If you’re looking to build muscle, you’re going to need to become familiar with protein, as these crucial amino acids will eventually form the foundations on which new muscles are constructed. For many, protein powders remain a convenient and useful accompaniment to the gym, as these products typically allow athletes to take big doses of protein without the associated calories. The array of choice can sometimes be overwhelming – these days, bodybuilders can choose between a range of protein powders, from the popular (like whey or casein) to the obscure (like vegan-friendly pea or hemp proteins).
Today, we’re going to take a look at two of the most popular forms of protein available: the milk-based whey, and casein protein powders. We’ll take a look at the benefits each kind brings to the table, their relative drawbacks, and which one is ultimately preferable given your situation. Enjoy!
We get whey as a by-product of the cheese production process. It is actually the thin layer of liquid that is left over after cheese is formed, which can then be dried to form a concentrated powder of protein.
Whey is fast-digesting, which means that it only spends a comparably short amount of time in the digestive system before it is metabolised. In terms of your protein intake, this means that you should expect to receive a sharp burst of amino acids in a relatively short period of time – 40 minutes after consuming whey protein, the levels of amino acids in the bloodstream should reach a high point. Within 60 minutes, blood amino acid levels should then drop back to normal, as the protein is synthesised or oxidised. Source
Compared to casein protein, whey protein is able to offer more rapidly usable amino acids, but needs to be topped up more regularly in order for athletes to enjoy the maximum benefits. It also contains higher levels of leucine than casein protein, an amino acid that remains vital for protein synthesis.
Casein is also a by-product of cheese-making, although this form of protein is actually taken from the curds (the solid matter that is separated from milk to make cheese). Producers can use curds to make the cheese directly, or can alternatively dehydrate and powder the solids to make a casein protein powder supplement.
To an extent, casein’s natural tendency to congeal and form a gelatinous mass explains its usefulness as a form of protein. This more solid form of protein is digested far slower than whey, which results in athletes receiving a steady release of amino acids over a longer period of time – the blood amino acid levels tend to peak 3-4 hours after consuming. Source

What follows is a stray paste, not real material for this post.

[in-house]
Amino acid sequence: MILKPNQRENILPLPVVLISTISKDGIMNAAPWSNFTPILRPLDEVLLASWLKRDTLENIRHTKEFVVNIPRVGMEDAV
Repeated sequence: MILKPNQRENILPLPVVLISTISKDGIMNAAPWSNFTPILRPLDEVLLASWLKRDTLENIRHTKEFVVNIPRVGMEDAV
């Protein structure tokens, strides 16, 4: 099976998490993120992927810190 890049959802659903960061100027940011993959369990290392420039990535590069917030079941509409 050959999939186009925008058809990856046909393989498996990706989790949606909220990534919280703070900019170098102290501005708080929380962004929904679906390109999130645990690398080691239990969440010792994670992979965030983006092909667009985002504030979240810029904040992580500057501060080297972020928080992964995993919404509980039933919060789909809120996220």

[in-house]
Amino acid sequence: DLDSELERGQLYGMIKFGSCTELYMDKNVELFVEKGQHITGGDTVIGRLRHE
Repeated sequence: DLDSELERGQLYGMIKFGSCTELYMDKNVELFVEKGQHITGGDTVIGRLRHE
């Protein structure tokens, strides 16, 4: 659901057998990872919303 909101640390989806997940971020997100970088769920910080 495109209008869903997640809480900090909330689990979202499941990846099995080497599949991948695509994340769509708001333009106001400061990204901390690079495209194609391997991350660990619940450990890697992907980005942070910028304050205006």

Although it needs to be consumed less frequently than whey protein, the “peak” associated with casein protein is far lower. Put simply, casein comes with a far weaker protein dose than its main rival, although it can offer a form that breaks down far less quickly and dramatically.
Some studies have taken the interesting step of directly comparing the two. In one study, researchers gave 30 grams of either whey or casein protein to a group of athletes after 10 hours of fasting, before measuring the anabolic effect it had on their bodies over a 7 hour period. Whey protein was found to cause a sharp increase in protein synthesis within one hour, although the effects had mostly disappeared by the 4-hour mark. Casein protein was found to leave athletes with a larger positive protein balance after 7 hours, although it failed to ever reach the protein synthesis heights achieved by the whey powder. Source
Ultimately, whey protein offers athletes a more extreme dose that is useful if they are willing to remain topped up throughout the day. This is because whey protein is uniquely able to offer more dramatically high levels of blood amino acids and protein synthesis. Conversely, those who prefer to take one protein shake in the morning and be done for the day may prefer the long-lasting effects of casein protein. Have a think about your routines, your appetite for stomaching repeated dosages of protein powders, and your workout goals before selecting your choice.
This should ultimately be the takeaway of the above study. Sensible athletes can utilise the relative effects of both to achieve what they are looking for – for example, it might make sense to take casein protein at the start of a day filled with exercise, before topping up with whey protein before more intensive strength-training sessions.
Many studies have asked athletes to take a mixture of both casein and whey protein together, with this combined mix often helping consumers to perform better than other comparable carbohydrate mixes. Source, Source, Source
For those of us looking to avoid obsessing over supplements, a combination of fast-acting whey and slow-acting casein protein in one drink, could hit all cylinders in the quickest and easiest way possible!